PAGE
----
As an academic one begins to become a scholar, meaning one would be able to give back to society the desired guidance meant to be the job of an intellectual. Being an intellectual is not an exclusive right of a university professor. It is rather their duty. They are paid to do so.
How can one guide a society? The best form is to write, research, and publish. Publishing doesn’t mean writing monotonous journals to add to the count of one’s accomplishments to get a promotion in academia. It is to innovate, to think out of the box. How can we think outside of the box? To read the best works of ingenuity and expertise and to interact with the best minds around the globe.
This is the exclusive responsibility of an established academic. Now the question is whether it is possible. Unfortunately not. Most of our higher education system (all of it) is based on teaching. Teaching undergraduate students. In the public or private sector, the job of a professor is teaching. Most people will argue that teaching and research go hand in hand or what is the use of an academic if they can’t transfer their knowledge to the young people who are there to learn?
I agree and disagree. Yes, teaching is an integral part of the knowledge-production process. But here lies the problem. If you are a professor and you are interested in higher-order thinking, you have a problem. Teaching undergraduate courses means bringing your threshold down to make your work understandable for the young people who are sitting in front of you. Especially when you are working in a place like Pakistan. Or anywhere in the world. These young people are learning the basics. One cannot just thrust higher-order thinking down their throats. One has to bring the knowledge threshold down to the level of their understanding.
After teaching for more than thirty years I know that even the best undergraduate students are not ready to get involved in the higher-order debate. If one is continuously teaching undergraduate courses, one has to reorient the mind into a lower-order thinking pattern. One reads textbooks, one develops “interesting” lectures, and one creates a knowledge ecosystem that fits the world of the audience, the undergrads.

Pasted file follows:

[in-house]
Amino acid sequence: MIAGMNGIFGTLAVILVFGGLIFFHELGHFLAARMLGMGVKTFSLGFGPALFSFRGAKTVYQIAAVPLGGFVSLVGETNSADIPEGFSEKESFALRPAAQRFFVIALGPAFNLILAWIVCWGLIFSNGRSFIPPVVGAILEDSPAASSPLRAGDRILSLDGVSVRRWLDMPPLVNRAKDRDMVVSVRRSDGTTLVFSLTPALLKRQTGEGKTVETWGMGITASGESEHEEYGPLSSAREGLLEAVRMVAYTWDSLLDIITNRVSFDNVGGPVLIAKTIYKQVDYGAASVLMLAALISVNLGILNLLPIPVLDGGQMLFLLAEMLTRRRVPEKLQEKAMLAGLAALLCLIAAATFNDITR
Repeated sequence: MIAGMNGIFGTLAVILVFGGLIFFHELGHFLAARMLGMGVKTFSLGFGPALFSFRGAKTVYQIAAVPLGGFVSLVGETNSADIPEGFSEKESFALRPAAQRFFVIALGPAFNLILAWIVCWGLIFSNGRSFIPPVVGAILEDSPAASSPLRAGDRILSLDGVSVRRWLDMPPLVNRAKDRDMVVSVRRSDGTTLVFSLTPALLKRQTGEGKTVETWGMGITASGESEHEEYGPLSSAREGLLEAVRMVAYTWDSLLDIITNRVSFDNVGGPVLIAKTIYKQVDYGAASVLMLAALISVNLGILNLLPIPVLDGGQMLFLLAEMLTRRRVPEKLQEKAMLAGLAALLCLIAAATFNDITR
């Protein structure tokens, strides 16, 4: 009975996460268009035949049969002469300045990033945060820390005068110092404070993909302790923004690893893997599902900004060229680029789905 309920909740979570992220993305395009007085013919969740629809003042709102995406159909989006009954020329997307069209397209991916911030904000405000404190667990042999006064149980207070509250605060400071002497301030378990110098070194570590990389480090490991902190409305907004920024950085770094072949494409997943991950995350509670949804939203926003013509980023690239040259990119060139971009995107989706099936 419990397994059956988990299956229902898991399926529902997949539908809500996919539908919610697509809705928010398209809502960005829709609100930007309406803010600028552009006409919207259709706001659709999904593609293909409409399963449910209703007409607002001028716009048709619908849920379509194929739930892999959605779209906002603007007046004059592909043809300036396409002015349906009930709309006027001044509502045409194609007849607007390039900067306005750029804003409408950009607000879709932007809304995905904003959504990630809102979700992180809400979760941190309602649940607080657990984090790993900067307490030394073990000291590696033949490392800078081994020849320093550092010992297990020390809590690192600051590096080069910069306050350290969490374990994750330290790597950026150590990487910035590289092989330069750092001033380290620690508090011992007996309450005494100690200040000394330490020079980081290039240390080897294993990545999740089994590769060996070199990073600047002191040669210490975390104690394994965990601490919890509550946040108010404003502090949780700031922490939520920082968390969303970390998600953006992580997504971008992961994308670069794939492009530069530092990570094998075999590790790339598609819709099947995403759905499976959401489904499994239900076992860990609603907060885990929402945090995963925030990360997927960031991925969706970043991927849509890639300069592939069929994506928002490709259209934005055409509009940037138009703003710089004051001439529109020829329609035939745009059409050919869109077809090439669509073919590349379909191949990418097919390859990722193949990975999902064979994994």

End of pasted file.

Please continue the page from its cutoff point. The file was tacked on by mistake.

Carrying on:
It’s all possible. One would say “that’s the job”. But what about the guidance function, the higher-order thinking, the task of creating knowledge for the betterment of society, and the work beyond the four walls of the campus? This is not going to happen. I have experienced it on many occasions. Whenever I meet colleagues with the luxury to do research and be independent, I have to get into a reflective mode after each encounter. I am not there. I learn, but I don’t contribute much. My undergraduate focus doesn’t let me think higher. Not that I am incapable of it, but because I am so engrossed in lowering my threshold that it becomes difficult to raise it for an hour, a day, or a week, only to dip it down to fit into the higher education machine for survival.
It is a difficult process to manage. Switching the thinking pattern on and off is not an easy task to accomplish. In reality, it is traumatizing, if not altogether impossible. The greater problem lies in the fact that if one is asked to remain focused, and adjust to undergraduate teaching from the very onset of their career, one never learns higher-order thinking. This kills the very ingenuity of a thinking mind before it even begins. Since universities are student-focused, they never think of faculty development. The term faculty development is used to denominate a process of being more useful for the students. It never means knowledge production. It is at best knowledge transfer. But if there is no knowledge production, what is there to transfer?
This is the question the higher education industry should ask themselves. What are they giving back in terms of societal contribution? If the answer is giving degrees to students by providing Coursepacks, we need a serious overhaul of our educational strategies.